If you want to debate this for real…do it here. If it appears on my social media, you can count on me deleting your comment and blocking your access to my life. This is for the greater good.
Harvey McKay relates a story about Lou Holtz where he said that the legendary coach of Notre Dame never ended a conversation without asking the question “what can I do for y0u today?”. People always appreciate help and encouragement and yet we seem to neglect just offering the help. I don’t know why but we do…at least I do…or I did.
Among all of my new years “resolutions”, I think that if I keep this idea in mind it will keep me focused and energized for today and make my tomorrows more compelling. Isn’t that just what we all need is a compelling tomorrow? I think so.
I won’t deny the virus or what it has done to our way of life. I also won’t let it paralyze me and cause me to have fear for the future. I will stay safe, smart and vigilant but I will also use my creativity and energies to improve the lives of others and therefore improve my own.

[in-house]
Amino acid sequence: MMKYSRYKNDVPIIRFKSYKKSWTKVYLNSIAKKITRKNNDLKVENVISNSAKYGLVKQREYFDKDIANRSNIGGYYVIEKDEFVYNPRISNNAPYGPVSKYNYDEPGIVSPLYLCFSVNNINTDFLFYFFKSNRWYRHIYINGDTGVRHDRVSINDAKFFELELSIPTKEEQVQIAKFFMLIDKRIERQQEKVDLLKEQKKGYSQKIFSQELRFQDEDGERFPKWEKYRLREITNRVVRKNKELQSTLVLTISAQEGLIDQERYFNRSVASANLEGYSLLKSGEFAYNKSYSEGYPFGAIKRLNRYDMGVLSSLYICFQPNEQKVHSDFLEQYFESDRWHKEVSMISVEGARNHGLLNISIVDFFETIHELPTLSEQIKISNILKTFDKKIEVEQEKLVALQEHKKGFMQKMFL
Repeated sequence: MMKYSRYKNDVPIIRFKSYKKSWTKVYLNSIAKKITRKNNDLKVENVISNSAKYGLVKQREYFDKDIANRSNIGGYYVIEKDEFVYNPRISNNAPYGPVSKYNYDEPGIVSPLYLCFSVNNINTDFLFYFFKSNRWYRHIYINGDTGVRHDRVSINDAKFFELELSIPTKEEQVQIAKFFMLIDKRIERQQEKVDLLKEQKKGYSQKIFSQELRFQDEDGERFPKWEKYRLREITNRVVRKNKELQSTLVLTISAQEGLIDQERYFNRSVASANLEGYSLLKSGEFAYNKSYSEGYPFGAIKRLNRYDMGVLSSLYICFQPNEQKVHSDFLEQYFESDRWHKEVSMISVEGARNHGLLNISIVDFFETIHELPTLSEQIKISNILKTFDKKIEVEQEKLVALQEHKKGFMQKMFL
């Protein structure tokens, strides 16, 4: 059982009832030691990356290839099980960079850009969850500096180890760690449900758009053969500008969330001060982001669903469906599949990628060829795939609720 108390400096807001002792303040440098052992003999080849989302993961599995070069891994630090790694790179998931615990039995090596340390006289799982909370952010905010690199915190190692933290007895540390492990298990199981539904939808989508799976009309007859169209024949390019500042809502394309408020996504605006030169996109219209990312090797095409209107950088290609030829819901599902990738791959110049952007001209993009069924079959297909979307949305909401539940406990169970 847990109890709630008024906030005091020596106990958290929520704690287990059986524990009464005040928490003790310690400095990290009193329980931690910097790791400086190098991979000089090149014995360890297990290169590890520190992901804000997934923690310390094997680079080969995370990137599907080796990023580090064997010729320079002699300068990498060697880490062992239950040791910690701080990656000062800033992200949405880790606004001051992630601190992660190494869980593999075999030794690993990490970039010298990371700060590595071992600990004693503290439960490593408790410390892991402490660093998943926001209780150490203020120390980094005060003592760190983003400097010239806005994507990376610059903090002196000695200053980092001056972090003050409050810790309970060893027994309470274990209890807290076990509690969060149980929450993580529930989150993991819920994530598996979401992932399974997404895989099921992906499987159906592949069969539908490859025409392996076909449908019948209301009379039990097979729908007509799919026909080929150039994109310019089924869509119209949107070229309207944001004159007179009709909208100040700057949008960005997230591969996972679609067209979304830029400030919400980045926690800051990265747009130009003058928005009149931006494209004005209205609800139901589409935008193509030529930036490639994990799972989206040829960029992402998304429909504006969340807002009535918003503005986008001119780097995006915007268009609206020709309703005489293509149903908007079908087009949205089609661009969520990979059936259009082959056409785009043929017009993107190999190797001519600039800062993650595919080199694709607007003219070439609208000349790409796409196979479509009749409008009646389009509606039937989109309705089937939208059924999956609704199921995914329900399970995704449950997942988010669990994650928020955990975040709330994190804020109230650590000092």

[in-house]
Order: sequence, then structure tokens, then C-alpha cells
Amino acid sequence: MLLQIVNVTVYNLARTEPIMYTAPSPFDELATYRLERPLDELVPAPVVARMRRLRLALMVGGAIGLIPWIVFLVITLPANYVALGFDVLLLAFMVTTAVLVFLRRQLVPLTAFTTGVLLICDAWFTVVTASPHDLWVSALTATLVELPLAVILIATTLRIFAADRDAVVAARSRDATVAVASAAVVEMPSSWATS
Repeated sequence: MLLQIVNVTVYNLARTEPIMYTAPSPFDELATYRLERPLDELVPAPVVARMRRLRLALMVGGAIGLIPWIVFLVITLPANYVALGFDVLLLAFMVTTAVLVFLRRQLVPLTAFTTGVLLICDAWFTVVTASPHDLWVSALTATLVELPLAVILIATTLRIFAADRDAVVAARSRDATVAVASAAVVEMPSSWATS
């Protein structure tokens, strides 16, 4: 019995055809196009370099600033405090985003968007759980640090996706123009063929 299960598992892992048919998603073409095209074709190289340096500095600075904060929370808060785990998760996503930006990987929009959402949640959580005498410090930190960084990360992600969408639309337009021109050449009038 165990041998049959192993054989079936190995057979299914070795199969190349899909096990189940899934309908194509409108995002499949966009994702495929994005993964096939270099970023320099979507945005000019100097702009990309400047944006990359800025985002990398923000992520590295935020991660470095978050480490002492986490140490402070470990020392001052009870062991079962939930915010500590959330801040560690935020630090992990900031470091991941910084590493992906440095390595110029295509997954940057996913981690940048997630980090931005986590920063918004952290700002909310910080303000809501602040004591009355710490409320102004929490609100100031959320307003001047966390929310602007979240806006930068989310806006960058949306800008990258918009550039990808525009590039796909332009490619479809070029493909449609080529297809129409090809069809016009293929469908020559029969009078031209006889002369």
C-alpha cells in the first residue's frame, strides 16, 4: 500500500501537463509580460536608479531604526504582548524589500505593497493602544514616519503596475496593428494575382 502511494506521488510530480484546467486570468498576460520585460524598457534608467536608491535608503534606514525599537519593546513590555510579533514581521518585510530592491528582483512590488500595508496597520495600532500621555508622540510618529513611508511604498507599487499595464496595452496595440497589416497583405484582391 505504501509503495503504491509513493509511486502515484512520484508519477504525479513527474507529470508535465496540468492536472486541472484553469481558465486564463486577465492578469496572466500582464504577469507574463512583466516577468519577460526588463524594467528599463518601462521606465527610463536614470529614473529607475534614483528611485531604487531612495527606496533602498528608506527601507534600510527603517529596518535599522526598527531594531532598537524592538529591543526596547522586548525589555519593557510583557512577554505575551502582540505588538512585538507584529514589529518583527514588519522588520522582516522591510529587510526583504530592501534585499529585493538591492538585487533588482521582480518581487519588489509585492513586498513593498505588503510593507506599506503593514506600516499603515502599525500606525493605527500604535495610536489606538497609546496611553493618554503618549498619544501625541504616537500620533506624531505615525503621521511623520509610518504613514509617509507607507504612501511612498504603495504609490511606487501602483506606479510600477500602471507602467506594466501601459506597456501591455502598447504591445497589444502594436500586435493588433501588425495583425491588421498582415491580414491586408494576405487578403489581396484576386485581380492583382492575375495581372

I hope you all have a great new year. Now…how can I help you today?
Faced with another lockdown due to out of control virus spreading…and all I can hear is blame. Blame of the government over reaching with their power. Blame the congress for not bailing us out. Blame the president for letting this go on. Blame blame blame.
Blame has a tendency to weaken us. It is the opposite of credit. Credit the government for trying to control the virus. Credit the congress for forcing us to step up as citizens. Credit the president for…well…that may be a tough sell but he credits himself enough for all of us.